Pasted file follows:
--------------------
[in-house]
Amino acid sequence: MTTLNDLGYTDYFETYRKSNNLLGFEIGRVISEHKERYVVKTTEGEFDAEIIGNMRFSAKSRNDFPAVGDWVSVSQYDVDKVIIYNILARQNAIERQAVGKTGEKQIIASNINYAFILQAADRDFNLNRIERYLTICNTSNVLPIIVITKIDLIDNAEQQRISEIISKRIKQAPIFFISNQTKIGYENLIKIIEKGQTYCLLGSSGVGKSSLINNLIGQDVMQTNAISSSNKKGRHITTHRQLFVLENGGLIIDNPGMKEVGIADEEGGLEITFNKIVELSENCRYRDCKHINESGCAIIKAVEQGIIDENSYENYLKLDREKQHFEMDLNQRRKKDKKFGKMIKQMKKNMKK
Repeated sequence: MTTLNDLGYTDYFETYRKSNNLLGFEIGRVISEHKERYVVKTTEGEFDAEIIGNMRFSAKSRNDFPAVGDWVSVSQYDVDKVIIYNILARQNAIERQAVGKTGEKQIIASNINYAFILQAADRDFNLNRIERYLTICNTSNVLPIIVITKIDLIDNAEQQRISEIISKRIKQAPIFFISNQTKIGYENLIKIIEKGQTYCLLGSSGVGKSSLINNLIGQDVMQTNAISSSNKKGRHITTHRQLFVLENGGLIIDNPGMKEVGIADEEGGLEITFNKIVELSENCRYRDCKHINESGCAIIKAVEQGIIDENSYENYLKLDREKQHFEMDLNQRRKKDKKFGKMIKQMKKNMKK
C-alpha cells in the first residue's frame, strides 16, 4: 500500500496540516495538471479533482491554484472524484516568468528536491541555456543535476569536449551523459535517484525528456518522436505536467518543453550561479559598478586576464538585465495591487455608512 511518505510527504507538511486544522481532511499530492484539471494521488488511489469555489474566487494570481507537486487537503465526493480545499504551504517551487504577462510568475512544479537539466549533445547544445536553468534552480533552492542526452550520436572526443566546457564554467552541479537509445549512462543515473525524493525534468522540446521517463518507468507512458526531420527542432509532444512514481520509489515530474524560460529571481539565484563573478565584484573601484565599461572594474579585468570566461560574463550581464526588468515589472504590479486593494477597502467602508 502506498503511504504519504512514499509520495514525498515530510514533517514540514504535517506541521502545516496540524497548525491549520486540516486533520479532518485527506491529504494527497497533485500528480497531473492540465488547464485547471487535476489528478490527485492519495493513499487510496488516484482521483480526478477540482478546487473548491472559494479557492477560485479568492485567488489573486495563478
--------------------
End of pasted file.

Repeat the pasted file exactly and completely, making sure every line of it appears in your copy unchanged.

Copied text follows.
[in-house]
Amino acid sequence: MTTLNDLGYTDYFETYRKSNNLLGFEIGRVISEHKERYVVKTTEGEFDAEIIGNMRFSAKSRNDFPAVGDWVSVSQYDVDKVIIYNILARQNAIERQAVGKTGEKQIIASNINYAFILQAADRDFNLNRIERYLTICNTSNVLPIIVITKIDLIDNAEQQRISEIISKRIKQAPIFFISNQTKIGYENLIKIIEKGQTYCLLGSSGVGKSSLINNLIGQDVMQTNAISSSNKKGRHITTHRQLFVLENGGLIIDNPGMKEVGIADEEGGLEITFNKIVELSENCRYRDCKHINESGCAIIKAVEQGIIDENSYENYLKLDREKQHFEMDLNQRRKKDKKFGKMIKQMKKNMKK
Repeated sequence: MTTLNDLGYTDYFETYRKSNNLLGFEIGRVISEHKERYVVKTTEGEFDAEIIGNMRFSAKSRNDFPAVGDWVSVSQYDVDKVIIYNILARQNAIERQAVGKTGEKQIIASNINYAFILQAADRDFNLNRIERYLTICNTSNVLPIIVITKIDLIDNAEQQRISEIISKRIKQAPIFFISNQTKIGYENLIKIIEKGQTYCLLGSSGVGKSSLINNLIGQDVMQTNAISSSNKKGRHITTHRQLFVLENGGLIIDNPGMKEVGIADEEGGLEITFNKIVELSENCRYRDCKHINESGCAIIKAVEQGIIDENSYENYLKLDREKQHFEMDLNQRRKKDKKFGKMIKQMKKNMKK
C-alpha cells in the first residue's frame, strides 16, 4: 500500500496540516495538471479533482491554484472524484516568468528536491541555456543535476569536449551523459535517484525528456518522436505536467518543453550561479559598478586576464538585465495591487455608512 511518505510527504507538511486544522481532511499530492484539471494521488488511489469555489474566487494570481507537486487537503465526493480545499504551504517551487504577462510568475512544479537539466549533445547544445536553468534552480533552492542526452550520436572526443566546457564554467552541479537509445549512462543515473525524493525534468522540446521517463518507468507512458526531420527542432509532444512514481520509489515530474524560460529571481539565484563573478565584484573601484565599461572594474579585468570566461560574463550581464526588468515589472504590479486593494477597502467602508 502506498503511504504519504512514499509520495514525498515530510514533517514540514504535517506541521502545516496540524497548525491549520486540516486533520479532518485527506491529504494527497497533485500528480497531473492540465488547464485547471487535476489528478490527485492519495493513499487510496488516484482521483480526478477540482478546487473548491472559494479557492477560485479568492485567488489573486495563478